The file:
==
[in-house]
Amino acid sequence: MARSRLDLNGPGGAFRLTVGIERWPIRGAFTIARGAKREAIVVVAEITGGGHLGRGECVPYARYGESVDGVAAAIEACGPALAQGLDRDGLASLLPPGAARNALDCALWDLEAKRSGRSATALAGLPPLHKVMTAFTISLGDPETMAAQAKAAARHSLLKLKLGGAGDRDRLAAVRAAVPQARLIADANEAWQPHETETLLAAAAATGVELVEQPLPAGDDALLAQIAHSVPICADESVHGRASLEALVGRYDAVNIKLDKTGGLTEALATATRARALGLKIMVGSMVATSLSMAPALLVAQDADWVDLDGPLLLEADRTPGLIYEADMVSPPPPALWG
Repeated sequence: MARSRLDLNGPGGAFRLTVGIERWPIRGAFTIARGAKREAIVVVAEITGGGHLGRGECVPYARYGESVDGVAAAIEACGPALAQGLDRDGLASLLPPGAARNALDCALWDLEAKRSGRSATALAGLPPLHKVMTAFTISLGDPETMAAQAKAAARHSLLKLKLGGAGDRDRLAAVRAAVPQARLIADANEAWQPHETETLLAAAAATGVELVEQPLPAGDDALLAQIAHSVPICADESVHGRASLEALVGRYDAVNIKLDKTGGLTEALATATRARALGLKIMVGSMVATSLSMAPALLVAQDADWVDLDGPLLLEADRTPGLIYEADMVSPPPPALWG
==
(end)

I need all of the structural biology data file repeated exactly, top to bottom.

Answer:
[in-house]
Amino acid sequence: MARSRLDLNGPGGAFRLTVGIERWPIRGAFTIARGAKREAIVVVAEITGGGHLGRGECVPYARYGESVDGVAAAIEACGPALAQGLDRDGLASLLPPGAARNALDCALWDLEAKRSGRSATALAGLPPLHKVMTAFTISLGDPETMAAQAKAAARHSLLKLKLGGAGDRDRLAAVRAAVPQARLIADANEAWQPHETETLLAAAAATGVELVEQPLPAGDDALLAQIAHSVPICADESVHGRASLEALVGRYDAVNIKLDKTGGLTEALATATRARALGLKIMVGSMVATSLSMAPALLVAQDADWVDLDGPLLLEADRTPGLIYEADMVSPPPPALWG
Repeated sequence: MARSRLDLNGPGGAFRLTVGIERWPIRGAFTIARGAKREAIVVVAEITGGGHLGRGECVPYARYGESVDGVAAAIEACGPALAQGLDRDGLASLLPPGAARNALDCALWDLEAKRSGRSATALAGLPPLHKVMTAFTISLGDPETMAAQAKAAARHSLLKLKLGGAGDRDRLAAVRAAVPQARLIADANEAWQPHETETLLAAAAATGVELVEQPLPAGDDALLAQIAHSVPICADESVHGRASLEALVGRYDAVNIKLDKTGGLTEALATATRARALGLKIMVGSMVATSLSMAPALLVAQDADWVDLDGPLLLEADRTPGLIYEADMVSPPPPALWG